Inclusive Leadership from a Position of Privilege

Danica Histed min read

Diversity and Inclusion (D&I) is a topic that has gained increasing attention in recent years, both outside of the workplace and within it. However, the broad scope of D&I as a topic, combined with the emotional responses it can evoke, often leads those in senior leadership positions to shy away from it, either due to a lack of expertise or uncertainty about how to broach the topic in the first place. Numerous studies have emphasised the importance of D&I in the workplace. It helps reduce groupthink, drive more successful businesses, and create a more inclusive society [1].

However, despite the growing research and knowledge around D&I, many organisations still overlook or misunderstand the importance of inclusion. They focus on diversity, particularly in recruitment, but lose sight of efforts towards inclusion. As Vernā Meyers puts it, "diversity is being asked to the party, inclusion is being asked to dance." Research highlights the significance of inclusion within the workforce not just for employee wellness but also in terms of productivity, with employees who felt a strong sense of belonging obtaining a 56% higher attainment in overall job performance [2].

As part of FISV's Mindful Growth series, we recently hosted a workshop that explored how our portfolio could achieve inclusive leadership, even if they identified as coming from a position of privilege. Our guest speaker was executive performance coach and consultant Vanessa Sekhon, an expert in creating inclusive environments.

Vanessa addresses common challenges faced by leaders and highlighted how, alongside diversity efforts, leaders need to establish a culture of inclusion, exploring how this can be achieved. A key focus of the session was the importance of laying the foundations of psychological safety in order to foster belonging and inclusion. We explore this and Vanessa’s other tips for founders on how they can foster inclusion below.


Establish psychological safety to set the stage for success in the future


Invite participation and create feedback loops


Build a continuous sense of belonging as a leader

Establish psychological safety to set the stage for success in the future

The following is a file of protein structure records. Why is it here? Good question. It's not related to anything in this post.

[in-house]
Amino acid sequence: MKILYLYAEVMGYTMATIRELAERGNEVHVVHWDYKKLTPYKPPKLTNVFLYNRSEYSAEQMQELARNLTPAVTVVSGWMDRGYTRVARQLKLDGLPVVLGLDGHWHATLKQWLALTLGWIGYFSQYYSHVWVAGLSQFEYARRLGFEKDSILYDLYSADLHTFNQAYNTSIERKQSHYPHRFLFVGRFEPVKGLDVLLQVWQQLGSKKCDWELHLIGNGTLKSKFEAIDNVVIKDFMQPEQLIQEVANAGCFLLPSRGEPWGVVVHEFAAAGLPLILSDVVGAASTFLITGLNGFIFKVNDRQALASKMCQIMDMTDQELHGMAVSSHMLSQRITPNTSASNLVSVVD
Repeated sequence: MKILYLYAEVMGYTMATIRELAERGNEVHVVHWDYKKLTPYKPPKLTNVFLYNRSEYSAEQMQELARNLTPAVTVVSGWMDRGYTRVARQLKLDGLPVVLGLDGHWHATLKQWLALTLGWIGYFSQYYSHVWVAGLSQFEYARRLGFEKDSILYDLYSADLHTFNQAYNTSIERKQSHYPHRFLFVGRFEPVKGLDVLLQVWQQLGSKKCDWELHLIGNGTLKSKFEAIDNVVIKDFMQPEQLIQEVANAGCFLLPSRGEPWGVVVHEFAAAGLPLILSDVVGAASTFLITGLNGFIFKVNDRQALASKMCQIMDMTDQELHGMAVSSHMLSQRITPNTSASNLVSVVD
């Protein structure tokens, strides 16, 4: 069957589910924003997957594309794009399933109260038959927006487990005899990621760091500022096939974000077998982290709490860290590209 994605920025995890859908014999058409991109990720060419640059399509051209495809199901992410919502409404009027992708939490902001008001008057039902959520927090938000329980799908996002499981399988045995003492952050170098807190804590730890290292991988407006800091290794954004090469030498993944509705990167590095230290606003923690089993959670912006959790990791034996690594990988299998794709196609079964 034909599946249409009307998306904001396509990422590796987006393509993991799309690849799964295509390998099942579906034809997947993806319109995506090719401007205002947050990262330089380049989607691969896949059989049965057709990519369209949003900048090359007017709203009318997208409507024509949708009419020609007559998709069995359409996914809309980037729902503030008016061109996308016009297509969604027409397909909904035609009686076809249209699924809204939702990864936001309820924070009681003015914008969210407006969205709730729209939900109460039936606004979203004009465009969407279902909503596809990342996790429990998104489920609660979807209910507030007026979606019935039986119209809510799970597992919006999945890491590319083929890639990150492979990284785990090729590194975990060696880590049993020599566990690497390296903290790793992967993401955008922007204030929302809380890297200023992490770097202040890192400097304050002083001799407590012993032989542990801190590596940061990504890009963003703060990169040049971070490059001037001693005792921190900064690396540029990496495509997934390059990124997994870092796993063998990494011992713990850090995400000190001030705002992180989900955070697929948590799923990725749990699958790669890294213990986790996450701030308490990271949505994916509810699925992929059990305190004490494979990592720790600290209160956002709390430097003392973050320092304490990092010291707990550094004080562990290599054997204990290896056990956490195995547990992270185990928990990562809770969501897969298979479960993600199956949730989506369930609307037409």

Time is often spent focusing on building out a talent pipeline, but if you have a leaky system, then you will fail to build an environment where diverse talent will grow and stay. The right environment needs to be established for open and sometimes difficult conversations to happen.

“Psychological safety is a key factor in healthy teams. A leader’s job - whether at the top of an organisation or somewhere in the middle - is to create a safe space for people to speak up, make mistakes, and bring their full selves to work.”

- Amy Edmondson

So, how can leaders proactively create safe psychological environments?

  1. Communicate with your leadership team

    You will need their buy-in. Ensure you bring them into the fold and make it known as a clear priority for the company.

  2. Be authentic and transparent

    Ensure you are openly talking about D&I and showcasing that it’s something you and the business are invested in. Leaders shouldn’t be afraid to be vulnerable in these conversations and should highlight that, although they may not have all the answers currently, they are committed to working through problems and finding solutions.

  3. Understand your own role

    Science shows that for every 45 minutes of accrued sleep debt, there is a 5–10% loss in mental control performance the next day [3]. Sleep-deprived leaders are less likely to be ranked by subordinates as creating a psychologically safe environment. This emotional dysregulation caused by stress and lack of sleep hinders how others percieve you, therefore being mindful of regulating your physiology is key to leading others more effectively and creating more inclusive environments

Invite participation and create feedback loops

These will show what needs to be addressed and the path to get there.

  1. Gather the data

    Create tracking systems to monitor the gaps and ensure you are gathering the right data and metrics for your company. Schedule progress check-ins to reflect and reassess at a cadence that’s suitable to your pace of company growth. You should also consider the touchpoints you keep to ensure that people feel connected and included.

  2. Have conversations

    Dig into the data at all levels to fully understand human sentiment. Listening is the priority, and avoiding responding with answers and judgements is key to the discussion. Ask employees for their opinions on D&I proposals; studies show that people are more likely to buy-in to a solution if leaders have asked around for an answer and there was given a fair process, even if it’s not what they suggested [4].

Build a continuous sense of belonging as a leader

  1. Connect with people who are different to you

    Find similarities and promote the need being met around what you have in common, using HR to help join the dots on where those similarities are. Brene Brown [5] highlights that true belonging is being embraced for our authentic selves. Leaders may put up a façade, but when they listen, take down the guard, and ask for help, people feel more connected to them.

  2. Take an interest in people’s interests

    Actively listen to their solutions to foster an environment where failure is not stigmatised. Consider how you can structure these connection points in your processes. For example, creating clubs or utilising an offsite to build connections below the surface of the office environment.